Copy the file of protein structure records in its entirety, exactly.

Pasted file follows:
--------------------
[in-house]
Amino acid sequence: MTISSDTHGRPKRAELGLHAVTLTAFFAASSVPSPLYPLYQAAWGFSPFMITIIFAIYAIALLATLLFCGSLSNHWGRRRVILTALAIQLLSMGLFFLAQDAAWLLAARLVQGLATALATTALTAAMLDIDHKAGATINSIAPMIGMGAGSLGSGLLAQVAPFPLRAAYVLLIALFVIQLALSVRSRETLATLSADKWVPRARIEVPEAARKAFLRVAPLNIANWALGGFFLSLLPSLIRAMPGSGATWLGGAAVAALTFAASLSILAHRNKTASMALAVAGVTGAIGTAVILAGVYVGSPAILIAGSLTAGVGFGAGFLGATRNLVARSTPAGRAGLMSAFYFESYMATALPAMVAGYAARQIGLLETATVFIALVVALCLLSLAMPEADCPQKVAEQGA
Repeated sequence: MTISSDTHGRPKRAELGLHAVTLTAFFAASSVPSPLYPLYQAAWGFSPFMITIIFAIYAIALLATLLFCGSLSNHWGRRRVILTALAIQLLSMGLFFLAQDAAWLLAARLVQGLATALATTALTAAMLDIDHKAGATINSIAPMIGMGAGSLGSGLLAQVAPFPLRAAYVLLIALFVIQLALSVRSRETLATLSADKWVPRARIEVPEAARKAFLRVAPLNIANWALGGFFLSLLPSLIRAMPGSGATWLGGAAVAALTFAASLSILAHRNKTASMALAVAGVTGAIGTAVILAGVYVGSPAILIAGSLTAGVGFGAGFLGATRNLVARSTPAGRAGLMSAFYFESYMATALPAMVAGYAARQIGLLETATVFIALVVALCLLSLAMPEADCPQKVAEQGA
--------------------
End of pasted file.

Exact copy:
[in-house]
Amino acid sequence: MTISSDTHGRPKRAELGLHAVTLTAFFAASSVPSPLYPLYQAAWGFSPFMITIIFAIYAIALLATLLFCGSLSNHWGRRRVILTALAIQLLSMGLFFLAQDAAWLLAARLVQGLATALATTALTAAMLDIDHKAGATINSIAPMIGMGAGSLGSGLLAQVAPFPLRAAYVLLIALFVIQLALSVRSRETLATLSADKWVPRARIEVPEAARKAFLRVAPLNIANWALGGFFLSLLPSLIRAMPGSGATWLGGAAVAALTFAASLSILAHRNKTASMALAVAGVTGAIGTAVILAGVYVGSPAILIAGSLTAGVGFGAGFLGATRNLVARSTPAGRAGLMSAFYFESYMATALPAMVAGYAARQIGLLETATVFIALVVALCLLSLAMPEADCPQKVAEQGA
Repeated sequence: MTISSDTHGRPKRAELGLHAVTLTAFFAASSVPSPLYPLYQAAWGFSPFMITIIFAIYAIALLATLLFCGSLSNHWGRRRVILTALAIQLLSMGLFFLAQDAAWLLAARLVQGLATALATTALTAAMLDIDHKAGATINSIAPMIGMGAGSLGSGLLAQVAPFPLRAAYVLLIALFVIQLALSVRSRETLATLSADKWVPRARIEVPEAARKAFLRVAPLNIANWALGGFFLSLLPSLIRAMPGSGATWLGGAAVAALTFAASLSILAHRNKTASMALAVAGVTGAIGTAVILAGVYVGSPAILIAGSLTAGVGFGAGFLGATRNLVARSTPAGRAGLMSAFYFESYMATALPAMVAGYAARQIGLLETATVFIALVVALCLLSLAMPEADCPQKVAEQGA